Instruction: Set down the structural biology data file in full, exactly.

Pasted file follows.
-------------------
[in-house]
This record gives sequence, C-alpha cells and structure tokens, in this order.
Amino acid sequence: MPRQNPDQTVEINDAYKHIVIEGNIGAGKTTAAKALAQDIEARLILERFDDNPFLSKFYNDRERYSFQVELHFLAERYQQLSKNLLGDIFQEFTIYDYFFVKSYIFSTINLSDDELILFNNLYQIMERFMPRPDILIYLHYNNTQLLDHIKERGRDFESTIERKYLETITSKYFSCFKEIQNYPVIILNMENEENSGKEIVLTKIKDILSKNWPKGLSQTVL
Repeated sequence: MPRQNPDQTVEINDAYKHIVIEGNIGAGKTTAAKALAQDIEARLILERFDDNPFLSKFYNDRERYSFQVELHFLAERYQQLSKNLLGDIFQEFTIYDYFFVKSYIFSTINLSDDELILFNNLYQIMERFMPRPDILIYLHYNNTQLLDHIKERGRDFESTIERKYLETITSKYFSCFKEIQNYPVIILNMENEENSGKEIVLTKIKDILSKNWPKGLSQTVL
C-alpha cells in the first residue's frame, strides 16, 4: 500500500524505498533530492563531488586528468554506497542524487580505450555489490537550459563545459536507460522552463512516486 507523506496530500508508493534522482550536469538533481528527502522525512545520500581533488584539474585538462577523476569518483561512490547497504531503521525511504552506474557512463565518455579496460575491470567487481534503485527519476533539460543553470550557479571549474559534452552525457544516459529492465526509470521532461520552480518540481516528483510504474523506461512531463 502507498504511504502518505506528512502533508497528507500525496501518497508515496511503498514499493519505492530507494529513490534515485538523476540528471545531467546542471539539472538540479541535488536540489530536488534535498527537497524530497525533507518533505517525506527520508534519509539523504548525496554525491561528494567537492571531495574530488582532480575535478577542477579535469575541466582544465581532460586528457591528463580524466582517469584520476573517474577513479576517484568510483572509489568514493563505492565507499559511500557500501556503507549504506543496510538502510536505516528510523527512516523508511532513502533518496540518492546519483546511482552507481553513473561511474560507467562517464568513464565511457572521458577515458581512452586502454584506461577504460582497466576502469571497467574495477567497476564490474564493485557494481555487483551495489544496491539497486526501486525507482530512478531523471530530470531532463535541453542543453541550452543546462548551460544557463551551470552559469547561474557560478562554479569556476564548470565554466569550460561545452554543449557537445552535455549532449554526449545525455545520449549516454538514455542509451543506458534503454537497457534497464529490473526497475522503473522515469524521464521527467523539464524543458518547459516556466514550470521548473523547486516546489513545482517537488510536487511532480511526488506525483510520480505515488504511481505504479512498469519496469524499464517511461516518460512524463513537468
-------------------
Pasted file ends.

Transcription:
[in-house]
This record gives sequence, C-alpha cells and structure tokens, in this order.
Amino acid sequence: MPRQNPDQTVEINDAYKHIVIEGNIGAGKTTAAKALAQDIEARLILERFDDNPFLSKFYNDRERYSFQVELHFLAERYQQLSKNLLGDIFQEFTIYDYFFVKSYIFSTINLSDDELILFNNLYQIMERFMPRPDILIYLHYNNTQLLDHIKERGRDFESTIERKYLETITSKYFSCFKEIQNYPVIILNMENEENSGKEIVLTKIKDILSKNWPKGLSQTVL
Repeated sequence: MPRQNPDQTVEINDAYKHIVIEGNIGAGKTTAAKALAQDIEARLILERFDDNPFLSKFYNDRERYSFQVELHFLAERYQQLSKNLLGDIFQEFTIYDYFFVKSYIFSTINLSDDELILFNNLYQIMERFMPRPDILIYLHYNNTQLLDHIKERGRDFESTIERKYLETITSKYFSCFKEIQNYPVIILNMENEENSGKEIVLTKIKDILSKNWPKGLSQTVL
C-alpha cells in the first residue's frame, strides 16, 4: 500500500524505498533530492563531488586528468554506497542524487580505450555489490537550459563545459536507460522552463512516486 507523506496530500508508493534522482550536469538533481528527502522525512545520500581533488584539474585538462577523476569518483561512490547497504531503521525511504552506474557512463565518455579496460575491470567487481534503485527519476533539460543553470550557479571549474559534452552525457544516459529492465526509470521532461520552480518540481516528483510504474523506461512531463 502507498504511504502518505506528512502533508497528507500525496501518497508515496511503498514499493519505492530507494529513490534515485538523476540528471545531467546542471539539472538540479541535488536540489530536488534535498527537497524530497525533507518533505517525506527520508534519509539523504548525496554525491561528494567537492571531495574530488582532480575535478577542477579535469575541466582544465581532460586528457591528463580524466582517469584520476573517474577513479576517484568510483572509489568514493563505492565507499559511500557500501556503507549504506543496510538502510536505516528510523527512516523508511532513502533518496540518492546519483546511482552507481553513473561511474560507467562517464568513464565511457572521458577515458581512452586502454584506461577504460582497466576502469571497467574495477567497476564490474564493485557494481555487483551495489544496491539497486526501486525507482530512478531523471530530470531532463535541453542543453541550452543546462548551460544557463551551470552559469547561474557560478562554479569556476564548470565554466569550460561545452554543449557537445552535455549532449554526449545525455545520449549516454538514455542509451543506458534503454537497457534497464529490473526497475522503473522515469524521464521527467523539464524543458518547459516556466514550470521548473523547486516546489513545482517537488510536487511532480511526488506525483510520480505515488504511481505504479512498469519496469524499464517511461516518460512524463513537468